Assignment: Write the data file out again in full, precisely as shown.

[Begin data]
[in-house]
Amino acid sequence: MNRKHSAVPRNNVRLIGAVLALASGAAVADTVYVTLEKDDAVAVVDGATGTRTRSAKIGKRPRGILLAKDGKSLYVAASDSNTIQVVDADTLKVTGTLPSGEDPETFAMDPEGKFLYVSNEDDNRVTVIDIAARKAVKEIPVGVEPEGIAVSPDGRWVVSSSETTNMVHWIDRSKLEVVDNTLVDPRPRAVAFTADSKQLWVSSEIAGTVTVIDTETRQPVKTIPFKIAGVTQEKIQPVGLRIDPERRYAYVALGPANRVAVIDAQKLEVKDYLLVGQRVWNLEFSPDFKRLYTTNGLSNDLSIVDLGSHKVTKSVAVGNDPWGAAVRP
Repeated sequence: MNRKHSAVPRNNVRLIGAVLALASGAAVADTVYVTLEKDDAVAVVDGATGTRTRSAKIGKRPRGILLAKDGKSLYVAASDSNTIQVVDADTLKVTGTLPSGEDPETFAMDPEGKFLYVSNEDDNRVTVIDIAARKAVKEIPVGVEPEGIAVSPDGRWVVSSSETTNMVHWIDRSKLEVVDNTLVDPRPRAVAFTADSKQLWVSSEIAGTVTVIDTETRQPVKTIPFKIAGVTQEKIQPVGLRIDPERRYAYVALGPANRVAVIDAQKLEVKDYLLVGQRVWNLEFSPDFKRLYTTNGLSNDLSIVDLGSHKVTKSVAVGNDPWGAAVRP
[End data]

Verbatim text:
[in-house]
Amino acid sequence: MNRKHSAVPRNNVRLIGAVLALASGAAVADTVYVTLEKDDAVAVVDGATGTRTRSAKIGKRPRGILLAKDGKSLYVAASDSNTIQVVDADTLKVTGTLPSGEDPETFAMDPEGKFLYVSNEDDNRVTVIDIAARKAVKEIPVGVEPEGIAVSPDGRWVVSSSETTNMVHWIDRSKLEVVDNTLVDPRPRAVAFTADSKQLWVSSEIAGTVTVIDTETRQPVKTIPFKIAGVTQEKIQPVGLRIDPERRYAYVALGPANRVAVIDAQKLEVKDYLLVGQRVWNLEFSPDFKRLYTTNGLSNDLSIVDLGSHKVTKSVAVGNDPWGAAVRP
Repeated sequence: MNRKHSAVPRNNVRLIGAVLALASGAAVADTVYVTLEKDDAVAVVDGATGTRTRSAKIGKRPRGILLAKDGKSLYVAASDSNTIQVVDADTLKVTGTLPSGEDPETFAMDPEGKFLYVSNEDDNRVTVIDIAARKAVKEIPVGVEPEGIAVSPDGRWVVSSSETTNMVHWIDRSKLEVVDNTLVDPRPRAVAFTADSKQLWVSSEIAGTVTVIDTETRQPVKTIPFKIAGVTQEKIQPVGLRIDPERRYAYVALGPANRVAVIDAQKLEVKDYLLVGQRVWNLEFSPDFKRLYTTNGLSNDLSIVDLGSHKVTKSVAVGNDPWGAAVRP